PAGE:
UX Writing Is Everyone’s Business
How collaboration makes UX writers indispensable
All thanks in the world to Amy Keeney for co-authoring.
UX writing is a relatively new discipline, and it’s not always clear what the job entails. Simply put, UX writers write the words in the experiences that go in front of people. We’re language, grammar, and voice and tone experts — but UX writing is more than that.
In the early days of technology, computers and tech had an aura of specialization — it seemed like you needed difficult-to-attain skills to be a technology user. Today, that has changed: after years of technology-centered solutions created by humans, we’re realizing the value of human-centered solutions led by technology.
UX writers have learned just how important humanity and accessibility are to technology. The words we use in the products we build are a huge part of what fosters trust with customers. While we can’t always walk in our customers’ shoes, we have a responsibility to think about what they need and the words that will make the most sense to them. We learn about people’s needs by asking them, involving them, and doing our best to understand that our experiences aren’t the same as the experiences of someone else. We’ve learned that innovative technology must address real human needs to develop trust and value. Human-centered design is pivotal to creating these experiences, with UX writers as invaluable collaborative partners who speak the language of the customer.
UX writers shouldn’t go it alone
At Microsoft, our UX writers work alongside design, research, and engineering to make sure that our experiences are successful because they’re trustworthy.
Writing is not a solitary endeavor in the world of UX. To improve technology, advocate for customers’ needs, and be a compelling language expert, a writer must be a solid business partner, not just a word genius. Writers should match their passion for language with curiosity about the entire development landscape, learning about the back-end engineering, marketing strategy, design process, and user research that propel successful products. A writer helps all these pieces coherently support one another.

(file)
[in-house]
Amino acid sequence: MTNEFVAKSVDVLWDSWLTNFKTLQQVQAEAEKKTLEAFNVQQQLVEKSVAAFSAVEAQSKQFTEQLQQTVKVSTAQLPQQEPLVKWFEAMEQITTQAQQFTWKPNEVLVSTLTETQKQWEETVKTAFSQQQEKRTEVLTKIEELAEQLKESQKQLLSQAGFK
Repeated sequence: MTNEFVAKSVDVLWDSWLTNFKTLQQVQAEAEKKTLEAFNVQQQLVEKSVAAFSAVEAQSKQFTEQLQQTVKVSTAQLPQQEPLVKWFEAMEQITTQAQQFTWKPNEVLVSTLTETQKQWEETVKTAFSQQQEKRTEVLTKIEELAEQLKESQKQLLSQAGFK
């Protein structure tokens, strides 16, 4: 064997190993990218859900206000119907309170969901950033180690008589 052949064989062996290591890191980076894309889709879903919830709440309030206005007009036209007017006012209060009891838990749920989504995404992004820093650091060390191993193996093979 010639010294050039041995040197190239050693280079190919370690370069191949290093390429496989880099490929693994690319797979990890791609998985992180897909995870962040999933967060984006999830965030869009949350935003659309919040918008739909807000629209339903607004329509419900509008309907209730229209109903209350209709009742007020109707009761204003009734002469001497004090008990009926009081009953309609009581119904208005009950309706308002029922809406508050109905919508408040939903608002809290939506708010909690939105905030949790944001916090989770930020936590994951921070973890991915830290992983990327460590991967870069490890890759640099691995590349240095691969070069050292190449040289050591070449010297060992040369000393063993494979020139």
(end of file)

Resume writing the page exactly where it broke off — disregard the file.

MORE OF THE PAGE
It’s a significant challenge, but a worthy one. If you’re a UX writer, here are five things to ask yourself to help hone your skills and workflow as you become the creative business leader you’re born to be:
1. Have I been working on this project alone?
If yes, something’s gone terribly wrong. While the image of a solitary writer is an archetype, it just isn’t accurate in the world of technology. Successful writers collaborate. If you’re arriving at solutions alone, you’re creating bias in the product, sacrificing quality and maybe even ethics. Bring others into your process to curb bias and imagine solutions end to end. Insights from others — even if it’s just turning to another writer — help ensure we’re bringing the right language to the product and to the customer.
2. What’s the customer getting from these words?
If you wouldn’t find them useful, delete and try again. Maybe you’re designing for a particularly niche audience that you don’t really understand. If that’s the case, bring people who are part of that audience into the process. Give people value, not just strings of words.
3. Do these words strike the right tone?
When tone is right, it’s harmonious; when it’s wrong, it’s discordant. And discordance can be damaging. Voice and tone are delicate. The wrong words — whether incoherent, poorly executed, or plain offensive — can sever customer trust for a lifetime. Microsoft has some principles you can come back to and rely on, but in general, know who you’re talking to, the context they’re in, and adapt accordingly. Know when to crack a joke and when to keep it straightforward so you stay out of your customer’s way.
4. Do my business partners know the value of what I do?
If not, make it known. People shouldn’t see you as the grammar police. You are a word warrior! Be brave and set up some meetings to let your partners get to know you and the product expertise you bring to the table. By doing this, you’re advocating for yourself and the importance of words in building great customer experiences. Your customers (and hey, the rest of us UX writers) will thank you for it.
5. Do these words have business impact?
Yes, we need to write well. But at the end of the day, we’re also helping to create experiences that make a compelling business case. Can you fight for your words in a room full of technical experts and sales reps? Can you tell the whole story, end to end, of how these words bring customer love (and dollars)? If not, practice. Make yourself indispensable to how business gets done.
A writer’s work is never done
Anyone who has had a bad experience with UX, even something as simple as a confusing error message, knows how frustrating it is to feel like there’s something lost in translation between “technology” and “real human person.” A UX writer is a critical player in the line of defense ensuring this doesn’t happen. To keep human-centered philosophy in the words that customers interact with, UX writers can’t go it alone.
How do you build relationships with your partner teams? How have they helped build relationships with you? Let us know in the comments below!